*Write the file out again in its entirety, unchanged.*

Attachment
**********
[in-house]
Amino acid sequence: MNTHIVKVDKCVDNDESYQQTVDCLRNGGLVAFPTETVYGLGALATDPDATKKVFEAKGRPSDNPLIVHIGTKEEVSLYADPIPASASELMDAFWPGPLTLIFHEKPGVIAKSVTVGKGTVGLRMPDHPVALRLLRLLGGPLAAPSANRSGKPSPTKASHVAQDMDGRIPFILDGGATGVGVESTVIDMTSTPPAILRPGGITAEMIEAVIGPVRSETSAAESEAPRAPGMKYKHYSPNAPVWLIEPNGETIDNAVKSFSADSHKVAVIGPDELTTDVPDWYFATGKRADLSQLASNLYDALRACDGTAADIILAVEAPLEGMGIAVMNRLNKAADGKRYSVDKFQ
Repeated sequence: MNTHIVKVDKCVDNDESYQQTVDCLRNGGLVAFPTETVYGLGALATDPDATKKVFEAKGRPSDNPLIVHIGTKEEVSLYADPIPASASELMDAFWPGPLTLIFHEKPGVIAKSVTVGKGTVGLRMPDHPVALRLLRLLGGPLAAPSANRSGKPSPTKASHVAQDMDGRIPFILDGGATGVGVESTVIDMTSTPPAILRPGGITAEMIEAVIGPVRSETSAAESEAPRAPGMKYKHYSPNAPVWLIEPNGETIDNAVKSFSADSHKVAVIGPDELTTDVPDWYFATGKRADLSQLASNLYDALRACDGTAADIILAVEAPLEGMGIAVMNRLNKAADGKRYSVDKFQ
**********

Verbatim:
[in-house]
Amino acid sequence: MNTHIVKVDKCVDNDESYQQTVDCLRNGGLVAFPTETVYGLGALATDPDATKKVFEAKGRPSDNPLIVHIGTKEEVSLYADPIPASASELMDAFWPGPLTLIFHEKPGVIAKSVTVGKGTVGLRMPDHPVALRLLRLLGGPLAAPSANRSGKPSPTKASHVAQDMDGRIPFILDGGATGVGVESTVIDMTSTPPAILRPGGITAEMIEAVIGPVRSETSAAESEAPRAPGMKYKHYSPNAPVWLIEPNGETIDNAVKSFSADSHKVAVIGPDELTTDVPDWYFATGKRADLSQLASNLYDALRACDGTAADIILAVEAPLEGMGIAVMNRLNKAADGKRYSVDKFQ
Repeated sequence: MNTHIVKVDKCVDNDESYQQTVDCLRNGGLVAFPTETVYGLGALATDPDATKKVFEAKGRPSDNPLIVHIGTKEEVSLYADPIPASASELMDAFWPGPLTLIFHEKPGVIAKSVTVGKGTVGLRMPDHPVALRLLRLLGGPLAAPSANRSGKPSPTKASHVAQDMDGRIPFILDGGATGVGVESTVIDMTSTPPAILRPGGITAEMIEAVIGPVRSETSAAESEAPRAPGMKYKHYSPNAPVWLIEPNGETIDNAVKSFSADSHKVAVIGPDELTTDVPDWYFATGKRADLSQLASNLYDALRACDGTAADIILAVEAPLEGMGIAVMNRLNKAADGKRYSVDKFQ